Chris Carpenter of the St. Louis Cardinals has made thirteen starts since the last day of August last year. During that span, his record is 2-6 with 40 earned runs in 82.2 innings of work. That works out to a 4.35 ERA over that span. So far this year, he is 0-2 with an ERA of 4.19. Worse yet, Carpenter had been downright stingy with home runs allowed in 2009 and 2010 but has given up six already this season in 43 innings of work. Should we be worried about this 36 year old pitcher?
Maybe. Or maybe it's time in his career when he can still help the Cardinals and not be the dominant pitcher he was in 2009 or for the first three quarters of the 2010 season. Perhaps it is time to lower expectations a bit. Carpenter did make 35 starts last year with a total of 235 innings pitched. That's a lot for someone who was 35 years old and just two years removed from major injury problems that cost him two years of service in 2007 and 2008. Perhaps his tank got emptied a bit last year towards the end. He certainly seemed to wear down similar to what Tim Hudson, a similar aged pitcher with similar skills, did in Atlanta.
But there are other signs that he's just not in sync yet and has a chance to still be the kind of pitcher the Cardinals expect from their ace. His velocity is a tick below where it was in 2009, but it's slightly above his 2010 averages. Pitch/FX also shows with his heat maps that he is throwing with the same sort of patterns this year as in 2010 and 2009. The only real difference in his charts is a slight dip in horizontal movement in his fastball. His release points look consistent as always.
Part of Carpenter's strategy was to get easy outs by inducing right-handed batters to pull the ball and left-handed batters to hit the ball weakly the other way. In 2009 and 2010, his OPS against in both those situations were very low. Perhaps with less movement on his fastball or perhaps because batters have adjusted, his OPS against in those two situations is dramatically higher. Carpenter may have to make slight adjustments to counter what hitters are doing in those situations.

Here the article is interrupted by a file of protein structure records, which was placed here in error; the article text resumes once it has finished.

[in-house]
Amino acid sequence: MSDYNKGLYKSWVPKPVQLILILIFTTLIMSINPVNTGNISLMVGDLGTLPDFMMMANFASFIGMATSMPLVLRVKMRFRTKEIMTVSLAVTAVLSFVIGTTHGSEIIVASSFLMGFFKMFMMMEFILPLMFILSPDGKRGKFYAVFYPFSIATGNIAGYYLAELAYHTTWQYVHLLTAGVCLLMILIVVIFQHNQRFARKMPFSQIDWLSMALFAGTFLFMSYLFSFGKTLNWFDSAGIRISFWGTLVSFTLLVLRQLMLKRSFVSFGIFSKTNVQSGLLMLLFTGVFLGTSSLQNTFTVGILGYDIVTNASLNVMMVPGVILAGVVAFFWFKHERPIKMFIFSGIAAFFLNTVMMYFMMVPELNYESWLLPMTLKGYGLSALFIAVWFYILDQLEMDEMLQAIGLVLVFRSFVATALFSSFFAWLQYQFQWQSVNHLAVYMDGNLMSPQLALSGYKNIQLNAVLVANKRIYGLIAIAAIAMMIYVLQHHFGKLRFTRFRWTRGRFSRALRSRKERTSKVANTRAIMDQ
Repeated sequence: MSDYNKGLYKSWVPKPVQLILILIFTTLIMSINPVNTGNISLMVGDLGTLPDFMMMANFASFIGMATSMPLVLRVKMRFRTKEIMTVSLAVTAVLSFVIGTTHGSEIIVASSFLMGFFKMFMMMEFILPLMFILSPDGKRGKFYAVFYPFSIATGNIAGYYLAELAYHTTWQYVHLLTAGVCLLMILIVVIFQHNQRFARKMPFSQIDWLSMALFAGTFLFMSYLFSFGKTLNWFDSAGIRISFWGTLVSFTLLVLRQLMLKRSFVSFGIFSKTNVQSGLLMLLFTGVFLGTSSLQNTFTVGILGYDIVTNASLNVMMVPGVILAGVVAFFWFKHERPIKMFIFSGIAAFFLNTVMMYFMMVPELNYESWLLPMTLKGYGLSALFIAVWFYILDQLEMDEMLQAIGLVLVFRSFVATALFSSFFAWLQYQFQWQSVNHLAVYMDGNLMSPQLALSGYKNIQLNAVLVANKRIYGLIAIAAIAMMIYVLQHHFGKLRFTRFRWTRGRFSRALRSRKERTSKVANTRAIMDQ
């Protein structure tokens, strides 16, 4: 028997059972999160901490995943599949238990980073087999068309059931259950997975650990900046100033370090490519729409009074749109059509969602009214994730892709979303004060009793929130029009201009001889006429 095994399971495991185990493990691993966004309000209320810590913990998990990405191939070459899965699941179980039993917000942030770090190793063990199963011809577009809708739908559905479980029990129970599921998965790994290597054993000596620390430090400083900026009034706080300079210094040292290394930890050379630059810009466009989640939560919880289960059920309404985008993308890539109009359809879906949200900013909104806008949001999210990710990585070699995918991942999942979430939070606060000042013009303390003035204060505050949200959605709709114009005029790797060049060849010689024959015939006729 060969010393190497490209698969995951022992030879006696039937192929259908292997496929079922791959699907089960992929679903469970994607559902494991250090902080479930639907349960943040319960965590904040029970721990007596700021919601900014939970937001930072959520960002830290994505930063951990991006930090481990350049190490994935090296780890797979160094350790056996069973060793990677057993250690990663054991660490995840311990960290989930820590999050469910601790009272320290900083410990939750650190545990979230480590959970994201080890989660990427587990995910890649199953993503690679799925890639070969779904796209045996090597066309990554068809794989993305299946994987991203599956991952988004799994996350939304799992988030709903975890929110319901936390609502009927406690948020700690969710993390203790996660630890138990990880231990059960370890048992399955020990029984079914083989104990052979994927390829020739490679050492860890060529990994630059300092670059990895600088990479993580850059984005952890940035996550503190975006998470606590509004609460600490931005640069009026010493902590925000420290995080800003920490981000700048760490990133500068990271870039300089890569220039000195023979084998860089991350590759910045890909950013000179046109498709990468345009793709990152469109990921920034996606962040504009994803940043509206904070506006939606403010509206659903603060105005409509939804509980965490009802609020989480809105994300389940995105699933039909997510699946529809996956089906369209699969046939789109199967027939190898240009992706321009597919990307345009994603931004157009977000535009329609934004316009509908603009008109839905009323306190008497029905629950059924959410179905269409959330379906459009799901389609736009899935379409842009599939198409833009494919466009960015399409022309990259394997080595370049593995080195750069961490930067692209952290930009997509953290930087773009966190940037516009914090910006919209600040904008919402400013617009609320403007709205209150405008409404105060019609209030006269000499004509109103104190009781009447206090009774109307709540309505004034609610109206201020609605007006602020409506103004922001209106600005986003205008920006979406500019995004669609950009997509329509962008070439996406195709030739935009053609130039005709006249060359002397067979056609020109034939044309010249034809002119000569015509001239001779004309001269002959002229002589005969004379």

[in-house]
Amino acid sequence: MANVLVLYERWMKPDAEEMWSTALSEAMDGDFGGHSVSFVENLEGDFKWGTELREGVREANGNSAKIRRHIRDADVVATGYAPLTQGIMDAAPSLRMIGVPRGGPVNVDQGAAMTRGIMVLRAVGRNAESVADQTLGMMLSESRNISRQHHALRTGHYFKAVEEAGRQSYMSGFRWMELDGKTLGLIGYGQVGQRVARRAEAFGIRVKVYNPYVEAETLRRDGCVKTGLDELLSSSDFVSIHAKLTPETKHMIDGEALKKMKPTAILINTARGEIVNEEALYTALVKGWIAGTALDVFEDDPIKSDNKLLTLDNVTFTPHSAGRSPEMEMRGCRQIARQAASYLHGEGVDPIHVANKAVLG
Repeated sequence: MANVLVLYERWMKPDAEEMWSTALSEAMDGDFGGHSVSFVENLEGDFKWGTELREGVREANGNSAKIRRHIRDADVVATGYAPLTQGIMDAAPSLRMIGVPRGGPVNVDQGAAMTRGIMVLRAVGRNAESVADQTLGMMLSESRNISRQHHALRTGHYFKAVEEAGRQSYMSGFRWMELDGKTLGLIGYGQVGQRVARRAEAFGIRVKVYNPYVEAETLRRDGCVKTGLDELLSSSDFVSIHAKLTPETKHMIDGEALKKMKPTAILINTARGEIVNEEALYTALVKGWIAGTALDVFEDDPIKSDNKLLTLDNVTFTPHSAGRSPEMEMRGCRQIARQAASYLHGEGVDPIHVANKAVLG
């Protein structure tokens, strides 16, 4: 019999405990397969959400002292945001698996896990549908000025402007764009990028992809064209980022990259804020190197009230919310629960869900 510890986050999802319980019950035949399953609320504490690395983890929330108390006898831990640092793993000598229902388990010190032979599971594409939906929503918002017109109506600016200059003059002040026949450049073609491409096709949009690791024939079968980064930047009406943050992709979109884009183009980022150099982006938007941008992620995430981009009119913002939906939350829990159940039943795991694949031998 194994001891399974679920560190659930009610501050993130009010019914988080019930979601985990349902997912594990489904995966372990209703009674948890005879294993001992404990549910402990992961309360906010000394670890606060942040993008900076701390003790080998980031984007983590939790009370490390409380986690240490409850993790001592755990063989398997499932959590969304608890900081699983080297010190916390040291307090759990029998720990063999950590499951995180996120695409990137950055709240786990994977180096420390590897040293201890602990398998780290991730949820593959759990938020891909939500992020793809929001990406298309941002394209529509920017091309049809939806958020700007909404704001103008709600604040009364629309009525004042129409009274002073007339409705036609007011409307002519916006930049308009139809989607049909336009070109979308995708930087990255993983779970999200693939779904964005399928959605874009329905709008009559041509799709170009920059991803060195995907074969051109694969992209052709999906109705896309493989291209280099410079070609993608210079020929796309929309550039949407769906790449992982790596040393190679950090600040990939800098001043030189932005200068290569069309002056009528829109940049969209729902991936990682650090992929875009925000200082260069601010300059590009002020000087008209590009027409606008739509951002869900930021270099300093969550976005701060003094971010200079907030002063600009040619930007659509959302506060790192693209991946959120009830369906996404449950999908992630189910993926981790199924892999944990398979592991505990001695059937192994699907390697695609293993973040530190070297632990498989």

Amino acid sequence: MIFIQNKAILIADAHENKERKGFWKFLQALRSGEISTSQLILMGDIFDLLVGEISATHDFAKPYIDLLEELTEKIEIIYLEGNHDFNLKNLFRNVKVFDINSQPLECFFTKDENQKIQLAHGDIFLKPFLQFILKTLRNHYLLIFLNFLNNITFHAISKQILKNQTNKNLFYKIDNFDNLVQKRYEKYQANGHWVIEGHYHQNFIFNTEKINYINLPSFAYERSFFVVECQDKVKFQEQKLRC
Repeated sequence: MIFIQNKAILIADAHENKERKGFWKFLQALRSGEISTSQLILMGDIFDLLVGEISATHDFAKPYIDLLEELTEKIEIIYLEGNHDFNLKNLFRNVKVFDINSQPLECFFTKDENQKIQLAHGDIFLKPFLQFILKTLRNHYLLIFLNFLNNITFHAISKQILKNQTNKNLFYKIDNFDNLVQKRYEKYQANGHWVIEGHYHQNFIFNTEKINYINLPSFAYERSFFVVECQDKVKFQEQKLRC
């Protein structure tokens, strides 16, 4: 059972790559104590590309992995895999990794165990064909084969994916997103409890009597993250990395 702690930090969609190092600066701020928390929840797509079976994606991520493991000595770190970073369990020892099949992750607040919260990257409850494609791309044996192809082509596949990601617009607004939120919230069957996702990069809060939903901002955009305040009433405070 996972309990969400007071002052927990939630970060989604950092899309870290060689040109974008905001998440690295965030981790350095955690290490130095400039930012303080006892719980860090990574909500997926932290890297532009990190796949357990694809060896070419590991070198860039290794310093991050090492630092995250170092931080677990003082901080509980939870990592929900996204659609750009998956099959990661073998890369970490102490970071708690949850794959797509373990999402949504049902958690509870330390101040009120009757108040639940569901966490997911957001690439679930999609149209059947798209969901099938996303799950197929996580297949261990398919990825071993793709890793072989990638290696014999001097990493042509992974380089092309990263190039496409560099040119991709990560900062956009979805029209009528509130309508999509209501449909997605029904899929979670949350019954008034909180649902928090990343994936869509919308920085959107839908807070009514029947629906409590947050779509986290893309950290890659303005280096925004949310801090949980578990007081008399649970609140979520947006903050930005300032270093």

Carpenter has given up a much higher line drive percentage than in his past. When a stat like that is way off his career norms, you expect it to come around to what he usually does. You would also expect his rate of homers to fly balls come down to his career average over the course of the season. His current homer to fly ball percentage is extreme at 16.2 percent. That's way over his career average of 10.6 percent. In fact, the only year he came close to that high a percentage was 15.5 percent way back in 2004.
One other thing of note: Carpenter throws more change ups than he did in 2009. In 2009, only 1.6 percent of his pitches were change ups. That figure increased to 3.7 percent last year and is at 4.2 percent this year. The pitch seems to be his least effective pitch and it looks like he is getting hurt with the change up this year. It might be a good idea for him to throw less of those going forward.
The bottom line from this Fan's amateur sleuthing through his numbers seems to be that Carpenter hasn't lost his stuff. His velocity is where it was last year. He may need to figure out why there is less movement on his fastball, which may be just a slight mechanical adjustment. His K/9 and BB/9 rates are just fine and consistent with his career. Carpenter just needs to get back to his career norm for homer to fly ball ratio and line drive percentage and he'll be fine. The prediction here is that once the weather improves and he gets into a regular rhythm, he will still have a good season for the Cardinals as long as he stays healthy. No real worries here.